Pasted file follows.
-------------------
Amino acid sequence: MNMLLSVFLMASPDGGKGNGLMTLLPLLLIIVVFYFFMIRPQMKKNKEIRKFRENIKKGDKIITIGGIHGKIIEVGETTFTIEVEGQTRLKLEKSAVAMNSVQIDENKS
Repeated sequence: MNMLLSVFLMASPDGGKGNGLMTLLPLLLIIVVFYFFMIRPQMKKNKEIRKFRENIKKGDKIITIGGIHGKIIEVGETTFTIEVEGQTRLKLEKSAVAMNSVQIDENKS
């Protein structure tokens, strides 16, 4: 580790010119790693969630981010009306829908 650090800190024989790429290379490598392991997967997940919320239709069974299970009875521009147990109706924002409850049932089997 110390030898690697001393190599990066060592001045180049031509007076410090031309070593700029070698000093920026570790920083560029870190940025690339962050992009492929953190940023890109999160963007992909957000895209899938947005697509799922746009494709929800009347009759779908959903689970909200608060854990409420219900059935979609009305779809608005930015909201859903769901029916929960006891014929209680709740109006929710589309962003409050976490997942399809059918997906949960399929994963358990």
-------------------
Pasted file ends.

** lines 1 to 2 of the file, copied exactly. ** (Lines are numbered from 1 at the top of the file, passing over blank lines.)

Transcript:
Amino acid sequence: MNMLLSVFLMASPDGGKGNGLMTLLPLLLIIVVFYFFMIRPQMKKNKEIRKFRENIKKGDKIITIGGIHGKIIEVGETTFTIEVEGQTRLKLEKSAVAMNSVQIDENKS
Repeated sequence: MNMLLSVFLMASPDGGKGNGLMTLLPLLLIIVVFYFFMIRPQMKKNKEIRKFRENIKKGDKIITIGGIHGKIIEVGETTFTIEVEGQTRLKLEKSAVAMNSVQIDENKS